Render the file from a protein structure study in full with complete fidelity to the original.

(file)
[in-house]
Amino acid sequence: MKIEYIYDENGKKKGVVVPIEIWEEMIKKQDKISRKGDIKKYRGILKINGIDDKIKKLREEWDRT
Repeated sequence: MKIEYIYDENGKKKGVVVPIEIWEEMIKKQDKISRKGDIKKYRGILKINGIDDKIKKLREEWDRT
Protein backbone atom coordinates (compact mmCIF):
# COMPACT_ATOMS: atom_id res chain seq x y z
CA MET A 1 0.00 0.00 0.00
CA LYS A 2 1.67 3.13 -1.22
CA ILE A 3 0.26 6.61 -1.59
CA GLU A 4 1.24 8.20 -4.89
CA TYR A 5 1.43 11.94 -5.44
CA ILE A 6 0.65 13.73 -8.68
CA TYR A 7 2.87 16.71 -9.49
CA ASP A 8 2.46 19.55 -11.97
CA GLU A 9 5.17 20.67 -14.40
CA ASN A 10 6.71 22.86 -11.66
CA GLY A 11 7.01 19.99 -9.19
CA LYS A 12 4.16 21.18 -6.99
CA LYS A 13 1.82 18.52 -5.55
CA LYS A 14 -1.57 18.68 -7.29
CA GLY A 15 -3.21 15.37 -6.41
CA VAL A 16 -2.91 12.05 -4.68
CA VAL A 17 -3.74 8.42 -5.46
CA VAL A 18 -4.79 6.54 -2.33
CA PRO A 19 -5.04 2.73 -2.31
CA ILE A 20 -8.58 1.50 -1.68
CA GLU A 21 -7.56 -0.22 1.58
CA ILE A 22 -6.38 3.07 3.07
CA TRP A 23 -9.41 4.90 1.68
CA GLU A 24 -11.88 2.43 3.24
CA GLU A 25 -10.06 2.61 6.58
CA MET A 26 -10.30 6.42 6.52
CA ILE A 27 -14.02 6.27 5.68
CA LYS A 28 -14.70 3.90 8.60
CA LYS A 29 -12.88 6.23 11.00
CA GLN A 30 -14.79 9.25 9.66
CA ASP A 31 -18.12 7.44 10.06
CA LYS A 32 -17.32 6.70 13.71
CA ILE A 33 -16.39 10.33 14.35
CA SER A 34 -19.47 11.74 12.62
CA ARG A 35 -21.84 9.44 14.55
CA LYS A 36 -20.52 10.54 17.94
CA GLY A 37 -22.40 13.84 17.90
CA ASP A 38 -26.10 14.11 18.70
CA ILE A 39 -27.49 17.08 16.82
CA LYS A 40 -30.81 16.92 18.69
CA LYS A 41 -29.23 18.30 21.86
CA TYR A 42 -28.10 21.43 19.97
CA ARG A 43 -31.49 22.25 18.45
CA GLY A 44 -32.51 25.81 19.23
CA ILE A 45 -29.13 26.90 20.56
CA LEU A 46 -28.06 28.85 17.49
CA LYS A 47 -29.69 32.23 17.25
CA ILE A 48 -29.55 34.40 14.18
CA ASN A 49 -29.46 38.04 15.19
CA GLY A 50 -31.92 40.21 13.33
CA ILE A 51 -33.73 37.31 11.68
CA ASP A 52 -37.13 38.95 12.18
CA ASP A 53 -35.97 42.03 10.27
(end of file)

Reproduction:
[in-house]
Amino acid sequence: MKIEYIYDENGKKKGVVVPIEIWEEMIKKQDKISRKGDIKKYRGILKINGIDDKIKKLREEWDRT
Repeated sequence: MKIEYIYDENGKKKGVVVPIEIWEEMIKKQDKISRKGDIKKYRGILKINGIDDKIKKLREEWDRT
Protein backbone atom coordinates (compact mmCIF):
# COMPACT_ATOMS: atom_id res chain seq x y z
CA MET A 1 0.00 0.00 0.00
CA LYS A 2 1.67 3.13 -1.22
CA ILE A 3 0.26 6.61 -1.59
CA GLU A 4 1.24 8.20 -4.89
CA TYR A 5 1.43 11.94 -5.44
CA ILE A 6 0.65 13.73 -8.68
CA TYR A 7 2.87 16.71 -9.49
CA ASP A 8 2.46 19.55 -11.97
CA GLU A 9 5.17 20.67 -14.40
CA ASN A 10 6.71 22.86 -11.66
CA GLY A 11 7.01 19.99 -9.19
CA LYS A 12 4.16 21.18 -6.99
CA LYS A 13 1.82 18.52 -5.55
CA LYS A 14 -1.57 18.68 -7.29
CA GLY A 15 -3.21 15.37 -6.41
CA VAL A 16 -2.91 12.05 -4.68
CA VAL A 17 -3.74 8.42 -5.46
CA VAL A 18 -4.79 6.54 -2.33
CA PRO A 19 -5.04 2.73 -2.31
CA ILE A 20 -8.58 1.50 -1.68
CA GLU A 21 -7.56 -0.22 1.58
CA ILE A 22 -6.38 3.07 3.07
CA TRP A 23 -9.41 4.90 1.68
CA GLU A 24 -11.88 2.43 3.24
CA GLU A 25 -10.06 2.61 6.58
CA MET A 26 -10.30 6.42 6.52
CA ILE A 27 -14.02 6.27 5.68
CA LYS A 28 -14.70 3.90 8.60
CA LYS A 29 -12.88 6.23 11.00
CA GLN A 30 -14.79 9.25 9.66
CA ASP A 31 -18.12 7.44 10.06
CA LYS A 32 -17.32 6.70 13.71
CA ILE A 33 -16.39 10.33 14.35
CA SER A 34 -19.47 11.74 12.62
CA ARG A 35 -21.84 9.44 14.55
CA LYS A 36 -20.52 10.54 17.94
CA GLY A 37 -22.40 13.84 17.90
CA ASP A 38 -26.10 14.11 18.70
CA ILE A 39 -27.49 17.08 16.82
CA LYS A 40 -30.81 16.92 18.69
CA LYS A 41 -29.23 18.30 21.86
CA TYR A 42 -28.10 21.43 19.97
CA ARG A 43 -31.49 22.25 18.45
CA GLY A 44 -32.51 25.81 19.23
CA ILE A 45 -29.13 26.90 20.56
CA LEU A 46 -28.06 28.85 17.49
CA LYS A 47 -29.69 32.23 17.25
CA ILE A 48 -29.55 34.40 14.18
CA ASN A 49 -29.46 38.04 15.19
CA GLY A 50 -31.92 40.21 13.33
CA ILE A 51 -33.73 37.31 11.68
CA ASP A 52 -37.13 38.95 12.18
CA ASP A 53 -35.97 42.03 10.27